Multiple modalities in insect warning displays have additive effects against wild avian predators
Rojas Zuluaga, B., Mappes, J., & E., B.-S. (2019). Multiple modalities in insect warning displays have additive effects against wild avian predators. Behavioral Ecology and Sociobiology, 73(3), Article 37. https://doi.org/10.1007/s00265-019-2643-6
Published inBehavioral Ecology and Sociobiology
DisciplineEkologia ja evoluutiobiologiaBiologisten vuorovaikutusten huippututkimusyksikköEcology and Evolutionary BiologyCentre of Excellence in Biological Interactions Research
© The Author(s) 2019
Allocation to different components of defence has been suggested as an explanation for the existence of multiple aposematic morphs in a single population. We tested whether there are trade-offs between warning colouration and chemical defence or whether these have an additive effect when combined, using blue tits (Cyanistes caeruleus) as predators and the polymorphic wood tiger moth (Arctia plantaginis) as prey. We used artificial edible models (with and without the moths’ defensive fluids) with paper wings whose colour and pattern properties matched those of real moths. When the models were presented sans defensive fluids or when the fluids were presented without colour cues, we detected no differences in initial avoidance between the two morphs. However, when the colour and chemical cues were combined, differences emerged. White wings elicited higher latency to approach regardless of the defensive fluids applied on them. After approach, however, the defensive fluids of both morphs presented on moth models elicited higher latency to attack than a water control, hinting at a repellent odour. Fluids of white moths rendered lower amounts of prey eaten regardless of wing colour, while yellow moths’ fluids provoked the highest occurrence of beak wiping behaviour. Our findings highlight the importance of accounting for interactive effects between different signal modalities, as these can create patterns not detectable when examined in isolation. Understanding these interactions is vital to determine how different components of multimodal warning displays provide protection at different stages of a predation event and, potentially, how multiple morphs can co-occur in a population. ...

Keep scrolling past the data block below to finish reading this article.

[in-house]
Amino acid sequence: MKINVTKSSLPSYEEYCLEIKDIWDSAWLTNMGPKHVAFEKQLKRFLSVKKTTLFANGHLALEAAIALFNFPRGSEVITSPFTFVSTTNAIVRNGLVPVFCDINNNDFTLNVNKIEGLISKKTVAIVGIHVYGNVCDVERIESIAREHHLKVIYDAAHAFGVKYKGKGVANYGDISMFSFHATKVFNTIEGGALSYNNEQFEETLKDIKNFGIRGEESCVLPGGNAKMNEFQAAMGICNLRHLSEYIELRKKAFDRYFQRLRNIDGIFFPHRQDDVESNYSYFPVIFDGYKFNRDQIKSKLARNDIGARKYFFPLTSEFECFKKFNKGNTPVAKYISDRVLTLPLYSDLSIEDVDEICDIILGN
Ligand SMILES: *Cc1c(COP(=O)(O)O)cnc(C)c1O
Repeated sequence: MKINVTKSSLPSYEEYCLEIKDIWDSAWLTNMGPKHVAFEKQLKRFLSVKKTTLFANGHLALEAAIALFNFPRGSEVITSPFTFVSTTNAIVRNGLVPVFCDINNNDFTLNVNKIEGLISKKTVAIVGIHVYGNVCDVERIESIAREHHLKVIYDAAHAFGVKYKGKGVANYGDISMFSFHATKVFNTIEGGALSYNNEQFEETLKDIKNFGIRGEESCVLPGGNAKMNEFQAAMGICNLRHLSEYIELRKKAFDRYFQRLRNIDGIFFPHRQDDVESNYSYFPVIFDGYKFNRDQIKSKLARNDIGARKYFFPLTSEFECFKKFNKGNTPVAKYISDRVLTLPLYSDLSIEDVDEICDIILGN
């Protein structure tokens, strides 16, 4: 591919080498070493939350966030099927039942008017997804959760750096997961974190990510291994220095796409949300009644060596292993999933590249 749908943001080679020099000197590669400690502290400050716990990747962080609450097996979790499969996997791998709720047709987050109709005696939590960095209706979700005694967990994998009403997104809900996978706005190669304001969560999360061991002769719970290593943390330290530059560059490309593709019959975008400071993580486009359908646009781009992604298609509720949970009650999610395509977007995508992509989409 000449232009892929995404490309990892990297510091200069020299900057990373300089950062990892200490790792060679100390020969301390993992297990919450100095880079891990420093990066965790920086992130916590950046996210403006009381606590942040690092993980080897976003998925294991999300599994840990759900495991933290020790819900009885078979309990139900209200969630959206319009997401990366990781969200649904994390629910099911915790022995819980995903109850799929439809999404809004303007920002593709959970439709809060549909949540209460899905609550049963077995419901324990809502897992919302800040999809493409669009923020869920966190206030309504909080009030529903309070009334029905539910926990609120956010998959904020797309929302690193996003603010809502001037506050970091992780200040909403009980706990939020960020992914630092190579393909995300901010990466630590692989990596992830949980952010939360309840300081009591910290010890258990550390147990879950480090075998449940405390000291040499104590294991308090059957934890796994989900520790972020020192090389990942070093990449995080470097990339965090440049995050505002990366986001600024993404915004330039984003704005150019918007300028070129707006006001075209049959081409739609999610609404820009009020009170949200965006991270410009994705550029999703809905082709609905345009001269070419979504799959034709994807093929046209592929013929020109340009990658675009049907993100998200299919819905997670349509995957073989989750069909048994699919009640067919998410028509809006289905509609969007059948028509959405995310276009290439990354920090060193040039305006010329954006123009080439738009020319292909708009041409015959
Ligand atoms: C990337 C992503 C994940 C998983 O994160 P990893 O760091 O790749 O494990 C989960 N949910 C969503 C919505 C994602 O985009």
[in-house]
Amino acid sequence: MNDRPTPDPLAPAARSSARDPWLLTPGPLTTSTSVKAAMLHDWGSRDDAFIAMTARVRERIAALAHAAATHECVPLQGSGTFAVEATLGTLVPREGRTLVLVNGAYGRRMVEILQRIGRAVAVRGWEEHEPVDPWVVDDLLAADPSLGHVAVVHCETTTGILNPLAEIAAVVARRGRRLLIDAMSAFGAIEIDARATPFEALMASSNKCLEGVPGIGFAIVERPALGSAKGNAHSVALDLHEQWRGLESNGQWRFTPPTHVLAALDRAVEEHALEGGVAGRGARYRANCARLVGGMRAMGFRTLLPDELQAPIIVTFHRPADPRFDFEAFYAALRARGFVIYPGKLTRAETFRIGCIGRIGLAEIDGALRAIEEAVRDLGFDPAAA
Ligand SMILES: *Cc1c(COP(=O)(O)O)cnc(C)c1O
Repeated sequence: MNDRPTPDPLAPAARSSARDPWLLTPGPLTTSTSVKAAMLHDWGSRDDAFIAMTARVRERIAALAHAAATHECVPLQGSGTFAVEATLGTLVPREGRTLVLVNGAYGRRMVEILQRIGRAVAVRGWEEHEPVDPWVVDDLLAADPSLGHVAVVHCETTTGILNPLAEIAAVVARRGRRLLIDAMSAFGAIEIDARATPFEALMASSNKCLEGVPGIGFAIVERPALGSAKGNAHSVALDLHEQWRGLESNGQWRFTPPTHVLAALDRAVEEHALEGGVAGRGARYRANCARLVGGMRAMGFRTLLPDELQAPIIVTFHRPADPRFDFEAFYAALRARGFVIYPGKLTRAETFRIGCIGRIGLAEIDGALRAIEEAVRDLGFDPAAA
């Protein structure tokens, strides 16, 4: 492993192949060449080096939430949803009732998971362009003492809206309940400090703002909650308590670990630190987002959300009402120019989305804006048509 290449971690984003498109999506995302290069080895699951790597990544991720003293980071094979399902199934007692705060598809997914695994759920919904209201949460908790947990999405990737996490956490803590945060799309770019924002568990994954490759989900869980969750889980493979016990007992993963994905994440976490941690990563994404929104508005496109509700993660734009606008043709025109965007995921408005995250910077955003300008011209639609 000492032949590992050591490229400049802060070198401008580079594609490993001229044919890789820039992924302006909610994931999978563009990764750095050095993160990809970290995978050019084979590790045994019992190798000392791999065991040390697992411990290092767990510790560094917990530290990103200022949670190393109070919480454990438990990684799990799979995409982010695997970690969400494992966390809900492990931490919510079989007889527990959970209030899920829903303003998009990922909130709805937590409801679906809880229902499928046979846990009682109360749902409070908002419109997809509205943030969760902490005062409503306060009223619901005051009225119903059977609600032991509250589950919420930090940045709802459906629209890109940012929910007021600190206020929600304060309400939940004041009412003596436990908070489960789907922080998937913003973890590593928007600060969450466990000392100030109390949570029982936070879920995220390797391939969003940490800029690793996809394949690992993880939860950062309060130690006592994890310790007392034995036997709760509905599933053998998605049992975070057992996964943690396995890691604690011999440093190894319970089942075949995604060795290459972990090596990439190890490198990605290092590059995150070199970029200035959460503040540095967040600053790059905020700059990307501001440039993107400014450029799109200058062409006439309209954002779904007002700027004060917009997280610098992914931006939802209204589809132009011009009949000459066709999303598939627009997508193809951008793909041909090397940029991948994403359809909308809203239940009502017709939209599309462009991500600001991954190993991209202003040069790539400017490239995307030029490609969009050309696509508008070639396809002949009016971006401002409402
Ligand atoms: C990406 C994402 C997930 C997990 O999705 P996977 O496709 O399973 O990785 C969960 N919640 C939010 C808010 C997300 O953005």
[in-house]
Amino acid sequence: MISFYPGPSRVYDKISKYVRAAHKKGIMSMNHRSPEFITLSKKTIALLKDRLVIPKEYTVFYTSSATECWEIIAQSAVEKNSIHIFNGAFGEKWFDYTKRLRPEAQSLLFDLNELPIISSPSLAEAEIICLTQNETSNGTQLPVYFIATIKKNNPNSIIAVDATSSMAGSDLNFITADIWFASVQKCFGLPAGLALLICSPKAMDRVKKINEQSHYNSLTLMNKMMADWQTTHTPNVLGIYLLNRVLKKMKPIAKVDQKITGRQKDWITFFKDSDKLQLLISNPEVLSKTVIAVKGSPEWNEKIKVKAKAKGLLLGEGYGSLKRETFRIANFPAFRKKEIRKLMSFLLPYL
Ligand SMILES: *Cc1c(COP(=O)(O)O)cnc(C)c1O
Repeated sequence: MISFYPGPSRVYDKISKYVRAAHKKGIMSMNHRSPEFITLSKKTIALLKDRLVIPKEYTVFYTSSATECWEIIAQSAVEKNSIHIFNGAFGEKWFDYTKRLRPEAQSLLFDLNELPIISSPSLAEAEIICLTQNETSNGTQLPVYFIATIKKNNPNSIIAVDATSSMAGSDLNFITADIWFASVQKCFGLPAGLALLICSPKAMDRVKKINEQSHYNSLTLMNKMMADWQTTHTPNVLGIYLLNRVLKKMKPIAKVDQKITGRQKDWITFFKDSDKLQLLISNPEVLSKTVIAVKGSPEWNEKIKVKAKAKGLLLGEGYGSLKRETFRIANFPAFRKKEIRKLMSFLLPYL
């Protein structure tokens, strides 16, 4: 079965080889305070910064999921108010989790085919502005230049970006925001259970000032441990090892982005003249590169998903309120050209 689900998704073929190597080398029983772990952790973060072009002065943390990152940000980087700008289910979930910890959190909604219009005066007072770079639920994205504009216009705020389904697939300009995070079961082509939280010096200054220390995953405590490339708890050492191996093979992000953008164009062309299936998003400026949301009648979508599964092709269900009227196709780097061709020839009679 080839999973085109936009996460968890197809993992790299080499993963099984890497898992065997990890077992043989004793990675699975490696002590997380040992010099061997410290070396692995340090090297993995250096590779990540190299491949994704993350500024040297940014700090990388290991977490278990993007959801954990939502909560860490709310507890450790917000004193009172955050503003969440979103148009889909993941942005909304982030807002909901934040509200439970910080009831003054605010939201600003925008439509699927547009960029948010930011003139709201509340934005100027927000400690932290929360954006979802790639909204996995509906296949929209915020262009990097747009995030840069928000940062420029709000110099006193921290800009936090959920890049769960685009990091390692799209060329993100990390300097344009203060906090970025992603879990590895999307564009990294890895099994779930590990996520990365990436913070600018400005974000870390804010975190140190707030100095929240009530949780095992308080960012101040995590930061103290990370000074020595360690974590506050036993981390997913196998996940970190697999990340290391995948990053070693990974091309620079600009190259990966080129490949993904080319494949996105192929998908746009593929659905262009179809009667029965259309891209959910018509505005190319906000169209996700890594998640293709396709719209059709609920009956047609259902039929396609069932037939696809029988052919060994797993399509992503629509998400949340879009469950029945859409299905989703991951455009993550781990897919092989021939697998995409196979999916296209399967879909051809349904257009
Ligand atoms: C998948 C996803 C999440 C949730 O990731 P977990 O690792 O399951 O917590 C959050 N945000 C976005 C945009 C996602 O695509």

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Related funder(s)Academy of Finland
Funding program(s)Centre of Excellence, AoF
Additional information about fundingThis study was funded by the Academy of Finland via the Centre of Excellence in Biological Interactions (Project No. 252411). BR is currently funded by the Academy of Finland (Academy Research Fellowship, Project No. 21000042021).
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